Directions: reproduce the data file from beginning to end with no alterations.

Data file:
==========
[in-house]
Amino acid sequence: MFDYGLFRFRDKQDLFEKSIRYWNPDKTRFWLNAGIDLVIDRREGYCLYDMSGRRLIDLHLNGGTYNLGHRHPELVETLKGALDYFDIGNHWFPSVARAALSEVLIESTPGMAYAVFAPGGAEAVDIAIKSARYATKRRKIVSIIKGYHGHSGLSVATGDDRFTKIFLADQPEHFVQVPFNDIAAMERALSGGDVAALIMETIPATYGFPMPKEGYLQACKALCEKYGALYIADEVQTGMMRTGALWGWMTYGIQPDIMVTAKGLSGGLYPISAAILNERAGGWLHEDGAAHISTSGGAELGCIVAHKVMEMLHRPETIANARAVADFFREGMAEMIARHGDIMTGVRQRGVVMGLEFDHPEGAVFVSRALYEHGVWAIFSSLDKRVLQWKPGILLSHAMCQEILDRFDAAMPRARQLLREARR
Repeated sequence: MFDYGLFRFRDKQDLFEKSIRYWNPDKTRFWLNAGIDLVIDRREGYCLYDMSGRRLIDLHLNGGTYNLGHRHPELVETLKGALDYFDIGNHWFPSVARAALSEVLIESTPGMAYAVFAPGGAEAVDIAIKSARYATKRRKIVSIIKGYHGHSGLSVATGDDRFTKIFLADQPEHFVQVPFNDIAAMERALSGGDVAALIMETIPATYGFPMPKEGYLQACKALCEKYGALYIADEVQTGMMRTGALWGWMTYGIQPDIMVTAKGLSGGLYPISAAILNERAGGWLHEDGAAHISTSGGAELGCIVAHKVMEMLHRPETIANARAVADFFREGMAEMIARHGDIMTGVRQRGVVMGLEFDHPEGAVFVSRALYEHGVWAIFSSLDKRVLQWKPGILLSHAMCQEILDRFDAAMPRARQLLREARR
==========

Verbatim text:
[in-house]
Amino acid sequence: MFDYGLFRFRDKQDLFEKSIRYWNPDKTRFWLNAGIDLVIDRREGYCLYDMSGRRLIDLHLNGGTYNLGHRHPELVETLKGALDYFDIGNHWFPSVARAALSEVLIESTPGMAYAVFAPGGAEAVDIAIKSARYATKRRKIVSIIKGYHGHSGLSVATGDDRFTKIFLADQPEHFVQVPFNDIAAMERALSGGDVAALIMETIPATYGFPMPKEGYLQACKALCEKYGALYIADEVQTGMMRTGALWGWMTYGIQPDIMVTAKGLSGGLYPISAAILNERAGGWLHEDGAAHISTSGGAELGCIVAHKVMEMLHRPETIANARAVADFFREGMAEMIARHGDIMTGVRQRGVVMGLEFDHPEGAVFVSRALYEHGVWAIFSSLDKRVLQWKPGILLSHAMCQEILDRFDAAMPRARQLLREARR
Repeated sequence: MFDYGLFRFRDKQDLFEKSIRYWNPDKTRFWLNAGIDLVIDRREGYCLYDMSGRRLIDLHLNGGTYNLGHRHPELVETLKGALDYFDIGNHWFPSVARAALSEVLIESTPGMAYAVFAPGGAEAVDIAIKSARYATKRRKIVSIIKGYHGHSGLSVATGDDRFTKIFLADQPEHFVQVPFNDIAAMERALSGGDVAALIMETIPATYGFPMPKEGYLQACKALCEKYGALYIADEVQTGMMRTGALWGWMTYGIQPDIMVTAKGLSGGLYPISAAILNERAGGWLHEDGAAHISTSGGAELGCIVAHKVMEMLHRPETIANARAVADFFREGMAEMIARHGDIMTGVRQRGVVMGLEFDHPEGAVFVSRALYEHGVWAIFSSLDKRVLQWKPGILLSHAMCQEILDRFDAAMPRARQLLREARR